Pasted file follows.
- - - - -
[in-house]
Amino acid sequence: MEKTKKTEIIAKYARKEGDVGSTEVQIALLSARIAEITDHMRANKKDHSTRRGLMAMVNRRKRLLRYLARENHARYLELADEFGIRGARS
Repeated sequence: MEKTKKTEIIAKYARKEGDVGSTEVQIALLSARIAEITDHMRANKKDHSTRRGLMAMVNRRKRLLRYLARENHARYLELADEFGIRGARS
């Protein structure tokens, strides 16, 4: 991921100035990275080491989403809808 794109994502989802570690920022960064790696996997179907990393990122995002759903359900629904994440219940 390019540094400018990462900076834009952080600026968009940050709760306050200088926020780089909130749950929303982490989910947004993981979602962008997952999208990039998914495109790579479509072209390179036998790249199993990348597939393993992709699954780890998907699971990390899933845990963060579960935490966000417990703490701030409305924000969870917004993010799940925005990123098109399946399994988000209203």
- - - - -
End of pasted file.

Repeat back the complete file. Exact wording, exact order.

[in-house]
Amino acid sequence: MEKTKKTEIIAKYARKEGDVGSTEVQIALLSARIAEITDHMRANKKDHSTRRGLMAMVNRRKRLLRYLARENHARYLELADEFGIRGARS
Repeated sequence: MEKTKKTEIIAKYARKEGDVGSTEVQIALLSARIAEITDHMRANKKDHSTRRGLMAMVNRRKRLLRYLARENHARYLELADEFGIRGARS
């Protein structure tokens, strides 16, 4: 991921100035990275080491989403809808 794109994502989802570690920022960064790696996997179907990393990122995002759903359900629904994440219940 390019540094400018990462900076834009952080600026968009940050709760306050200088926020780089909130749950929303982490989910947004993981979602962008997952999208990039998914495109790579479509072209390179036998790249199993990348597939393993992709699954780890998907699971990390899933845990963060579960935490966000417990703490701030409305924000969870917004993010799940925005990123098109399946399994988000209203």